Improvise With Electronic Components

by John Williams, MSEE

(reprinted from Rebel #28)

I realize some of you who don't know Jack diddly about electronics have never been inside of an electronics parts house. NEVER LIMIT YOURSELF TO THOSE PRODUCTS AND EXPERIENCES YOU ARE FAMILIAR WITH! One should at least occasionally browse thru electronics, electrical, plumbing, automotive, hardware, hobby, etc. stores for the sole purpose of thinking up improvised uses (as well as the designed-for use) of these products. I make a point of doing this and literally save my family and Consumertronics Co. $ Thousands per year just on the savings of doing-it-myself in cheaper, more effective and efficient ways. I also keep a look out for such items in garage sales and flea markets.

I am listing here three very outstanding products found in electronics stores that have countless non-electronic uses and are absolute musts in your survival cache:


Cable ties are nylon strips 1" to about 2' long and 1/16" to about 1/2" wide. They are normally used to permanently secure bundles of wires and cables. They have serrations on one side and a slot on one end containing a slanted piece of metal or plastic. You insert the cable tie's tail end into the slot, pulling it thru, thus reducing the loop's diameter. The metal or plastic slanted piece ratchets on the serrations to provide a very strong grip that can only be broken by cutting the tie. Some non-electronic uses, to:

1. Bundle multiple items of virtually any description that you can find a large enough cable tie to encompass, such as matches, ammo, tools, parts, etc.

2. Secure one item to another when normal mechanical attachment is not practical. For example, cable ties can be used to secure a scope to a rifle or parts of an improvised weapon, etc.

3. Bundle single items into compact and/or easily handled items, such as clothes items, etc.

4. Keep related or paired items together, such as shoes socks, gun parts, etc.

5. Seal containers by securing lids, and secure items. They can be used as latches to keep animals away from supplies or in cages.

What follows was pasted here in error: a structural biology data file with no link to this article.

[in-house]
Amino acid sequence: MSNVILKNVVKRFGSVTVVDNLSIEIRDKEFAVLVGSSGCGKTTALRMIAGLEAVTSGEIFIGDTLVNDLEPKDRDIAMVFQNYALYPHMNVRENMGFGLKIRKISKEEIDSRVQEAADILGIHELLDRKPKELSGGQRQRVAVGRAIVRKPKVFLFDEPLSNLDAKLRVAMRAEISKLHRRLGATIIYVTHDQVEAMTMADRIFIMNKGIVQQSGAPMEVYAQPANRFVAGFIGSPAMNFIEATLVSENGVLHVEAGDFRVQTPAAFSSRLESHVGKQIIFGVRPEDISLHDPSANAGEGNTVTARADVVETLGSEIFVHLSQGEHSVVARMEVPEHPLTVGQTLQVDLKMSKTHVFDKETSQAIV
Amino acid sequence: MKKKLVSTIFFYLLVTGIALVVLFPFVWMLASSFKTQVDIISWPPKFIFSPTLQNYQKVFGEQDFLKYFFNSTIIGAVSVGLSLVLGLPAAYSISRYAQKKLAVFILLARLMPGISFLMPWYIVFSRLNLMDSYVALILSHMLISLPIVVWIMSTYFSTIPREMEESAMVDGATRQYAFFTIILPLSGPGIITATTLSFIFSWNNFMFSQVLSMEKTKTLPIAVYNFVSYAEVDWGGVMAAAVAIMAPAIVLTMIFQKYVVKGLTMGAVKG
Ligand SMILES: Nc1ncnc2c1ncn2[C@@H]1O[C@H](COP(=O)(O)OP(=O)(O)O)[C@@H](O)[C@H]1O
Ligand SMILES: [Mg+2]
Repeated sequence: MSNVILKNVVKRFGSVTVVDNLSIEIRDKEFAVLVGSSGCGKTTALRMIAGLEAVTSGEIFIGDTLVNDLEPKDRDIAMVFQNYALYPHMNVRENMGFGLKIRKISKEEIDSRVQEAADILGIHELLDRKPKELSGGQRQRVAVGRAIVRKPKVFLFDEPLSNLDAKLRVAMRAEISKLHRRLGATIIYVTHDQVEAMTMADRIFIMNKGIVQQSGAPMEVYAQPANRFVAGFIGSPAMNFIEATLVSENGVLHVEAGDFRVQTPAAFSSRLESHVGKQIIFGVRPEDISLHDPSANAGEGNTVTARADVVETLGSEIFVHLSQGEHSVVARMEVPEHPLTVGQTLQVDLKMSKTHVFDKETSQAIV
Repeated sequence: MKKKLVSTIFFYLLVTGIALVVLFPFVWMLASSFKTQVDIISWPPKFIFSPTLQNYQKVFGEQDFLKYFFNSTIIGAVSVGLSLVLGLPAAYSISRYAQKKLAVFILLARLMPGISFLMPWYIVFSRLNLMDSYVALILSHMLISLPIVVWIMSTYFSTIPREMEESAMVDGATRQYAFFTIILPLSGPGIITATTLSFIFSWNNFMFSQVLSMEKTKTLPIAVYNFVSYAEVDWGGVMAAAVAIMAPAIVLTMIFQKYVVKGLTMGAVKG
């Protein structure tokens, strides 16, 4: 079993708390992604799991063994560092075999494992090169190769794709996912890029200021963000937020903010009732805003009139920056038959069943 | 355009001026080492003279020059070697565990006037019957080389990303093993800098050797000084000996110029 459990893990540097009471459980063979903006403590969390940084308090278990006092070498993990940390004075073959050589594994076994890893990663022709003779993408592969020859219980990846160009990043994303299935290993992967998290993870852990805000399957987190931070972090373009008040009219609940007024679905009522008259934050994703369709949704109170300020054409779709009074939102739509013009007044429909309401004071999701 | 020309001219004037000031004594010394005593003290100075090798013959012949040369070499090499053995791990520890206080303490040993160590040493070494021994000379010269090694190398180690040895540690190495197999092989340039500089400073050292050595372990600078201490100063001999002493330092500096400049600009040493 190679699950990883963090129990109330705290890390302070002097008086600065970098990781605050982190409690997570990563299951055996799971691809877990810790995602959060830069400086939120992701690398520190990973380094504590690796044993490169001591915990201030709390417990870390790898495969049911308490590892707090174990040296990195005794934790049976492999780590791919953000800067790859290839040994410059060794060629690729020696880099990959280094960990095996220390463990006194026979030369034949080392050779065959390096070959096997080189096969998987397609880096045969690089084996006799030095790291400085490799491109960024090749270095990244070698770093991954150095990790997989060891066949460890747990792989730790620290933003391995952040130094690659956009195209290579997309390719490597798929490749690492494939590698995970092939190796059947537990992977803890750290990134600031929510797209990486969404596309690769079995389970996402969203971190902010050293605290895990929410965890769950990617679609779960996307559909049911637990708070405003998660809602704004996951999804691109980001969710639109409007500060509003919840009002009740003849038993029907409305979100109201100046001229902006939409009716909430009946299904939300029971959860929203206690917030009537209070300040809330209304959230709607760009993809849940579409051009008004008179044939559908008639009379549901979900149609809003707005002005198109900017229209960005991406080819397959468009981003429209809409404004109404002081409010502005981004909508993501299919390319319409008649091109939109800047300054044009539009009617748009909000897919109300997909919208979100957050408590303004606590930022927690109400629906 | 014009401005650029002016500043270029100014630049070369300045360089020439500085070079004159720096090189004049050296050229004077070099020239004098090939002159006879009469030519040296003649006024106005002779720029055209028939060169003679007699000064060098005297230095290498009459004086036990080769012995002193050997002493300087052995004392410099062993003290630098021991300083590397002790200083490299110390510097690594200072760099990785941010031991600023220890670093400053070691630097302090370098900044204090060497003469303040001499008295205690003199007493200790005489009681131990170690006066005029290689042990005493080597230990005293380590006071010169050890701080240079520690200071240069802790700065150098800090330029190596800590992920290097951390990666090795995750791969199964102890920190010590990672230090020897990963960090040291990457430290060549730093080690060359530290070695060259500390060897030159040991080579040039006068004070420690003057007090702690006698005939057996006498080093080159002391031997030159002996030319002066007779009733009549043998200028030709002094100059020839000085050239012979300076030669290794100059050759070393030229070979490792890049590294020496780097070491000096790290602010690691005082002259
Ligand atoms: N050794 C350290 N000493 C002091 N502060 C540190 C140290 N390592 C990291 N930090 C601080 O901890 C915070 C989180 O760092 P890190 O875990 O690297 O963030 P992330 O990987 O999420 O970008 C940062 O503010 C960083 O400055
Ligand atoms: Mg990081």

6. To provide a tourniquet, and to secure splints.

7. Provide handcuffs. The strength of 1/4" wide cable tie exceeds that of a very strong man to break.

8. Replace other types of clamps, such as hose clamps used in vehicles, etc.


Essentially, cable wrap is nylon string embedded with wax (for preservation). It is very strong and long lasting, and is generally used to secure bundles of wire or cable. It comes in spools of various thicknesses and lengths. String is absolutely essential in any survival chest for uses too numerous to mention. This is the best string you can have and is certainly worth the cost for survival.


I consider heat shrink tubing to be the greatest invention since sex, integrated circuits, and silicon rubber cement. Heat shrink tubing is a plastic tubing or "spaghetti" of special formulation. When it is exposed to heat, its diameter shrinks by as much as 50% (longitudinal shrinkage is less than 5%). It is normally used to mechanically secure wires to connectors and wires to wires. Once shrunk, it is very, very tough, durable, resilient, impervious to degradation and long lasting. Once shrunk, it conforms to the shape of the object placed inside of it, resulting in a very snug, airtight fit, but one that does not glue to the object. To remove heat shrink tubing, you simply slice it off with a razor or sharp knife. Heat shrink tubing comes in various lengths from about 3" to 4' pieces; common diameters range from 1/32" to about 4". Here is one of the most impressive uses I have found of heat shrink tubing: